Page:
This is a completely fresh work running to almost 600 pages including 32 pages of colour photos, with the main thrust on events before and after the civil war that followed Lisbon’s over-hasty departure back to the metrópole. There are also several sections that detail the role of South African mercenaries in defeating the rebel leader Dr Jonas Savimbi (considered by some as the most accomplished guerrilla leader to emerge in Africa in the past century). There are many chapters that deal with Pretoria’s reaction to the deteriorating political and military situation in Angola, the role of the Soviets and mercenaries in the political transition, as well as the civil war that followed. With the assistance of several notable military authorities he elaborates in considerable detail on South Africa’s 23-year Border War, from the first guerrilla incursions to the last. In this regard he received solid help from the former the head of 4 Reconnaissance Regiment, Colonel Douw Steyn, who details several cross-border Recce strikes, including the sinking by frogmen of two Soviet ships and a Cuban freighter in an Angolan deepwater port.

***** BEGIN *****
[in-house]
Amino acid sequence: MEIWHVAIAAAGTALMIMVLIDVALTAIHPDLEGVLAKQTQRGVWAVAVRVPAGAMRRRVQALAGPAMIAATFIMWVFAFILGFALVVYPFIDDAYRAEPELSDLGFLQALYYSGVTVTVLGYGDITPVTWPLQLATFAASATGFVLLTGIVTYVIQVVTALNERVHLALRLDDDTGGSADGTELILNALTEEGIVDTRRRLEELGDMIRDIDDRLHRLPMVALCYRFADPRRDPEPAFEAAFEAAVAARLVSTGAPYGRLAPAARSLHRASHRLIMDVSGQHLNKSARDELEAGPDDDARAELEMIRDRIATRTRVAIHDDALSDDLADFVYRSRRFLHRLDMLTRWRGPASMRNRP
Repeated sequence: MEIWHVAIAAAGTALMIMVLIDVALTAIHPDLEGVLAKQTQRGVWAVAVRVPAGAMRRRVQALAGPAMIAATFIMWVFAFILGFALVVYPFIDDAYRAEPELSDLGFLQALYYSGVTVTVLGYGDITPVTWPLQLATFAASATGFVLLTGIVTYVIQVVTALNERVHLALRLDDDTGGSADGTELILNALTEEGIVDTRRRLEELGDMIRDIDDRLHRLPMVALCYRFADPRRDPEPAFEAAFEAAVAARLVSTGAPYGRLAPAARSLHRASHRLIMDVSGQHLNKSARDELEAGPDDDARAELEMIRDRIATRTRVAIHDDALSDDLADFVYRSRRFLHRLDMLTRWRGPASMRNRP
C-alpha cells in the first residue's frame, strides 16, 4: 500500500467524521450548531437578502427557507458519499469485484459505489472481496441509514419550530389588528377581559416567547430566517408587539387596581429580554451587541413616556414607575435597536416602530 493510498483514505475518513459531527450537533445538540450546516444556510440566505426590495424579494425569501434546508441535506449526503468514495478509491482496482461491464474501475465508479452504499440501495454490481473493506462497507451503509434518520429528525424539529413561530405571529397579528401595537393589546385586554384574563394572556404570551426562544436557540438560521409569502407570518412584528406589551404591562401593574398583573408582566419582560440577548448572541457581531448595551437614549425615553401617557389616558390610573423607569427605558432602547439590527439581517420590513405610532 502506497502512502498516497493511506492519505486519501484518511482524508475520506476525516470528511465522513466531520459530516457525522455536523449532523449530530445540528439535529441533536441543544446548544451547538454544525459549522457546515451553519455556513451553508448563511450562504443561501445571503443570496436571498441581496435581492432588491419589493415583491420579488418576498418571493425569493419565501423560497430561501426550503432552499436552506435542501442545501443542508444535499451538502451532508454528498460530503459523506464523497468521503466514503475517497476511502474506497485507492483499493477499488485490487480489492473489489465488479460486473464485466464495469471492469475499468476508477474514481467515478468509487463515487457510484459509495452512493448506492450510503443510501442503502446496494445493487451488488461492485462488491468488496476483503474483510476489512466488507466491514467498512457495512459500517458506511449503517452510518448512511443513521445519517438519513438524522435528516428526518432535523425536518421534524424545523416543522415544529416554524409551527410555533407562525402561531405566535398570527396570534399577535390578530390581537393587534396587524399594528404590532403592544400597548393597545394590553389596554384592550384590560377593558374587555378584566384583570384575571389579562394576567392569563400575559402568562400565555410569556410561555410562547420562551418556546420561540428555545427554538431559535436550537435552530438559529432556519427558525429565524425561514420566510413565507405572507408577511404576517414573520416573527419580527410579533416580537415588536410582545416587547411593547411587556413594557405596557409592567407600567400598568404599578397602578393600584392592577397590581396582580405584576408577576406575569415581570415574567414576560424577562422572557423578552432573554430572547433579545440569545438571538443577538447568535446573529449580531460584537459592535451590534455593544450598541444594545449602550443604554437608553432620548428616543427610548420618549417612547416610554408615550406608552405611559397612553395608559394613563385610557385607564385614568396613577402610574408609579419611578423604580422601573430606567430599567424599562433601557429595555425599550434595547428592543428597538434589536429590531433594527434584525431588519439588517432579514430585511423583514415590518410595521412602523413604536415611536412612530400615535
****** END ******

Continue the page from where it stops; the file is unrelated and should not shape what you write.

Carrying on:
Throughout, the author was helped by a variety of notable authorities, including the French historian Dr René Pélissier and the American academic and former naval aviator Dr John (Jack) Cann. With their assistance, he covers several ancillary uprisings and invasions, including the Herero revolt of the early 20th century; the equally-troubled Ovambo insurrection, as well as the invasion of Angola by the Imperial German Army in the First World War. Former deputy head of the South African Army Major General Roland de Vries played a seminal role. It was he - dubbed ‘South Africa’s Rommel’ by his fellow commanders - who successfully nurtured the concept of ‘mobile warfare’ where, in a succession of armoured onslaughts ‘thin-skinned’ Ratel Infantry Fighting Vehicles tackled Soviet main battle tanks and thrashed them. There is a major section on South African Airborne – the ‘Parabats’ –by Brigadier-General McGill Alexander, one of the architects of that kind of warfare under Third World conditions. Finally, the role of Cuban Revolutionary Army receives the attention it deserves: officially there were almost 50,000 Cuban troops deployed in the Angolan war, though subsequent disclosures in Havana suggest that the final total was much higher.